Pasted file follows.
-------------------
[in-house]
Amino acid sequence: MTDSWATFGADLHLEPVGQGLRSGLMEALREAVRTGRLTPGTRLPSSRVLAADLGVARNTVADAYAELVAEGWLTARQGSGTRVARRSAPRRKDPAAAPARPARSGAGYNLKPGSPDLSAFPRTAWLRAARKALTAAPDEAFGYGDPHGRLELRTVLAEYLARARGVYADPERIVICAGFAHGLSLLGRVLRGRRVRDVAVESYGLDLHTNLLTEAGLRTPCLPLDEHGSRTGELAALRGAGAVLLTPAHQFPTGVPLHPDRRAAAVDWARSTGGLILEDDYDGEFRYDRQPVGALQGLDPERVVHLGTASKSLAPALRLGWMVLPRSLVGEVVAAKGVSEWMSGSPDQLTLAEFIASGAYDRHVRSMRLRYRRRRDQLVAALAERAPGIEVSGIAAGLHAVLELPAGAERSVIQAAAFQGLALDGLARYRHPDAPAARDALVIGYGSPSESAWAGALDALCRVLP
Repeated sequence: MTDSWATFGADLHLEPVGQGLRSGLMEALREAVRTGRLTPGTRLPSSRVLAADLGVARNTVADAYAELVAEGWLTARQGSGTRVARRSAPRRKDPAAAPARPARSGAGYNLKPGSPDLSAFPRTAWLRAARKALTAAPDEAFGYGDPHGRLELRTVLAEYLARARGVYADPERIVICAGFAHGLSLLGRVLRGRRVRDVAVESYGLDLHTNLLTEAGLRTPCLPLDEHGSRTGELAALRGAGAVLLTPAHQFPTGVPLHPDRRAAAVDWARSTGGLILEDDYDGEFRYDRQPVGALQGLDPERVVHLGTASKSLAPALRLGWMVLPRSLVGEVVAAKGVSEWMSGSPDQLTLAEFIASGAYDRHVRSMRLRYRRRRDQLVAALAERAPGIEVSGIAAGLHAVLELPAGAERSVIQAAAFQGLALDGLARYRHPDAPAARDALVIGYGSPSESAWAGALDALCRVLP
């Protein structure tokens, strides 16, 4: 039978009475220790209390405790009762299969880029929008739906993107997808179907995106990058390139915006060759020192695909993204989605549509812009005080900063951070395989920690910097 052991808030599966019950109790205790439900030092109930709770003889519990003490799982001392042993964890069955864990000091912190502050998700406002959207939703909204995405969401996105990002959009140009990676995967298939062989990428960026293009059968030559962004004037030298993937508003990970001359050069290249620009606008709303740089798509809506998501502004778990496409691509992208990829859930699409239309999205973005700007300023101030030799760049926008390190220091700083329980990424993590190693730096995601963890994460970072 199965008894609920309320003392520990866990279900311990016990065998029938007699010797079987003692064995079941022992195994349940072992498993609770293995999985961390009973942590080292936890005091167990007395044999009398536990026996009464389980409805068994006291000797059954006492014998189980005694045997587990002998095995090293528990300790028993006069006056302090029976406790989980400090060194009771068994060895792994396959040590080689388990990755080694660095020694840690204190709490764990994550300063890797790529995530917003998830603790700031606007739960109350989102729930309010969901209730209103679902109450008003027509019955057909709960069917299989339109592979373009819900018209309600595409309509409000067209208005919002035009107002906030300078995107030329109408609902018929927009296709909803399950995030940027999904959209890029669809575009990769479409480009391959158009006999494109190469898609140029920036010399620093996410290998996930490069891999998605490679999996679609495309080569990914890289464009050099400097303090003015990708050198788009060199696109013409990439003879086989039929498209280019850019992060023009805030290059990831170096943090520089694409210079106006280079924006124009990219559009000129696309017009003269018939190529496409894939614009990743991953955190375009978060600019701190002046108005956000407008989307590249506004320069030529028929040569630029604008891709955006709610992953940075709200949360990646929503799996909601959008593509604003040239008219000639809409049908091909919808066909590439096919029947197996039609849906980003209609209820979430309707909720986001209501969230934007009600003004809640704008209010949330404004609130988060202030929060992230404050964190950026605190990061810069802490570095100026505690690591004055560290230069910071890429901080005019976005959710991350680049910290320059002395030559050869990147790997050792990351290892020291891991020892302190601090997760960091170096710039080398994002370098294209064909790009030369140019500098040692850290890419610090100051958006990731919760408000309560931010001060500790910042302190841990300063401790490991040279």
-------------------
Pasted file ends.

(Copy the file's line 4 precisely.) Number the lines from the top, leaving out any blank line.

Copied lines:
């Protein structure tokens, strides 16, 4: 039978009475220790209390405790009762299969880029929008739906993107997808179907995106990058390139915006060759020192695909993204989605549509812009005080900063951070395989920690910097 052991808030599966019950109790205790439900030092109930709770003889519990003490799982001392042993964890069955864990000091912190502050998700406002959207939703909204995405969401996105990002959009140009990676995967298939062989990428960026293009059968030559962004004037030298993937508003990970001359050069290249620009606008709303740089798509809506998501502004778990496409691509992208990829859930699409239309999205973005700007300023101030030799760049926008390190220091700083329980990424993590190693730096995601963890994460970072 199965008894609920309320003392520990866990279900311990016990065998029938007699010797079987003692064995079941022992195994349940072992498993609770293995999985961390009973942590080292936890005091167990007395044999009398536990026996009464389980409805068994006291000797059954006492014998189980005694045997587990002998095995090293528990300790028993006069006056302090029976406790989980400090060194009771068994060895792994396959040590080689388990990755080694660095020694840690204190709490764990994550300063890797790529995530917003998830603790700031606007739960109350989102729930309010969901209730209103679902109450008003027509019955057909709960069917299989339109592979373009819900018209309600595409309509409000067209208005919002035009107002906030300078995107030329109408609902018929927009296709909803399950995030940027999904959209890029669809575009990769479409480009391959158009006999494109190469898609140029920036010399620093996410290998996930490069891999998605490679999996679609495309080569990914890289464009050099400097303090003015990708050198788009060199696109013409990439003879086989039929498209280019850019992060023009805030290059990831170096943090520089694409210079106006280079924006124009990219559009000129696309017009003269018939190529496409894939614009990743991953955190375009978060600019701190002046108005956000407008989307590249506004320069030529028929040569630029604008891709955006709610992953940075709200949360990646929503799996909601959008593509604003040239008219000639809409049908091909919808066909590439096919029947197996039609849906980003209609209820979430309707909720986001209501969230934007009600003004809640704008209010949330404004609130988060202030929060992230404050964190950026605190990061810069802490570095100026505690690591004055560290230069910071890429901080005019976005959710991350680049910290320059002395030559050869990147790997050792990351290892020291891991020892302190601090997760960091170096710039080398994002370098294209064909790009030369140019500098040692850290890419610090100051958006990731919760408000309560931010001060500790910042302190841990300063401790490991040279």